The stars of James Taylor and Joni Mitchell's '70s love story are reuniting onstage in Toronto
When Joni Mitchell and James Taylor share a stage together in Toronto Sunday night at the Canadian Songwriters Hall of Fame gala, as is the plan, it'll be just the latest step in the winding staircase that has been their relationship.
He's slated to serenade the chanteuse with her own song, Woodstock, but he might as well throw in the famous words from her other tune, "I've looked at love from both sides now."
That's because, over 30 years ago, they were sort of like Jay-Z and Beyonce, minus the dancing.
The folkie with the cubist cheekbones and the sad-sack melody man (more yin and yin than yin and yang) were not only on each other's albums in the '70s, they were also on each other! Both part of a seismic, misty moment in music. Both troubadours, both acquaintances of deep melancholy, both intertwined.
"It's hard for me to talk about Joni because I still feel very strongly about her," Taylor told Rolling Stone magazine years ago, at a point when he had moved on, even more famously perhaps, to a marriage with Carly Simon.
"I saw her recently," Taylor went on about the Canadian icon, "and she and I spent a little time talking. Not to get into what our personal relationship was like, but I've never seen anyone create the way she does. An aspect of that leaves another side of her life lacking. She, more than I, I think, has a need for creativity, for her art. More of a need to relieve herself, to satisfy herself, than almost anyone else I've ever met."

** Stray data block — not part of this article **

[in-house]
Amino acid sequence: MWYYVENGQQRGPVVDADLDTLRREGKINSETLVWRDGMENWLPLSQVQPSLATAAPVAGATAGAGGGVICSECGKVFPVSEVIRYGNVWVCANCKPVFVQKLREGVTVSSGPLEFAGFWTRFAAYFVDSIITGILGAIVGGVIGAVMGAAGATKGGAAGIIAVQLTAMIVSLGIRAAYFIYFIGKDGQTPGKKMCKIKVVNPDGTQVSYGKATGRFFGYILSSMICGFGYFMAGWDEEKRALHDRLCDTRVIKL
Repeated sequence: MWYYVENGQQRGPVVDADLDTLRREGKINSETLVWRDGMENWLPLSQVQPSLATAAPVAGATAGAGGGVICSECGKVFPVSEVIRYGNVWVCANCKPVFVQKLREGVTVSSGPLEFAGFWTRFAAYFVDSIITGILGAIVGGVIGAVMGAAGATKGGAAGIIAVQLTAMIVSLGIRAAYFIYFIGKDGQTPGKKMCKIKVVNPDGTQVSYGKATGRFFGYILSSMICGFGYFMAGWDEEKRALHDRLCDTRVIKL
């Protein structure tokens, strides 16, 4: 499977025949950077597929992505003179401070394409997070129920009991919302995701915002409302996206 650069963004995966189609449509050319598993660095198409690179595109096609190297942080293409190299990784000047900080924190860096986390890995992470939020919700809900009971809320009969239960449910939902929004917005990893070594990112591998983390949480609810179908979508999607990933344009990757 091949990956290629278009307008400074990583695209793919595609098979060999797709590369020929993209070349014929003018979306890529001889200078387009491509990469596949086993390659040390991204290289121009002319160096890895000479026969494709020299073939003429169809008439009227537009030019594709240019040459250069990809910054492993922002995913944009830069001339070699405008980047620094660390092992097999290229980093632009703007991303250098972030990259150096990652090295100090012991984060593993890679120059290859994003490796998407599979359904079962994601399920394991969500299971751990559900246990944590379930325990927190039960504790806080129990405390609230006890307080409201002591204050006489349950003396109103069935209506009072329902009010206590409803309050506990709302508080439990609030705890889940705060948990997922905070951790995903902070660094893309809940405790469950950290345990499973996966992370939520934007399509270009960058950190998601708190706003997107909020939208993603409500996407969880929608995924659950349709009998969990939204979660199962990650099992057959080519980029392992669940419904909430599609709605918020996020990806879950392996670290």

Of course, some years later, Taylor's union with Ms. You're So Vain ended too, with no shortage of bitterness, and he went on to marry again. But, Joni's still there. Always has been. Some years ago, he even aped her classic song River on his Christmas album.
And now, in T.O., comes another groovy I-got-your-back.
Besides that tunesmith Taylor, Sunday's great Songwriters gala at the Metro Toronto Convention Centre is also expecting the likes of Chaka Kahn, Michael Buble, Isabelle Boulay and Patrick Bruel. Oh, and others. See www.cansong.ca for all the harmonious details!
"I saw her as a monster vampire, someone without a life who feeds off the living. She's a sociopath. I read case studies of functional sociopaths to get a fix on her." -- Up-and-coming Canadian screenwriter Tassie Cameron giving her take on the famously man-eating character Zenia, as played by Mary-Louise Parker, in the latest CBCTV adaptation of Margaret Atwood's bitchiest novel, like, ever: Robber Bride!
QUOTE, UNQUOTE, PART DEUX:
"I don't treat it like Celine Dion because I don't sing like that. I've worked with Celine and she's doing some crazy shit out there. And no wonder she's not talking during the day. If I was out there doing the acrobatic vocal shit she was doing, I wouldn't be talking either, which is too bad because she's really funny. It's a drag that she can't talk during the day." -- Molly Johnson giving Fab magazine some insight into both her famous Toronto voice, and also into the comic genius of that woman who sings about her heart going on!
ALSO, ONE HEARS ?
That Toronto's Deepa Mehta, walking on a cloud wrapped in a sari, was seen at The Drake on Tuesday night. No doubt celebrating the Oscar air-kiss she got just earlier that day for her film Water!
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Added to Library on January 25, 2007. (1050)
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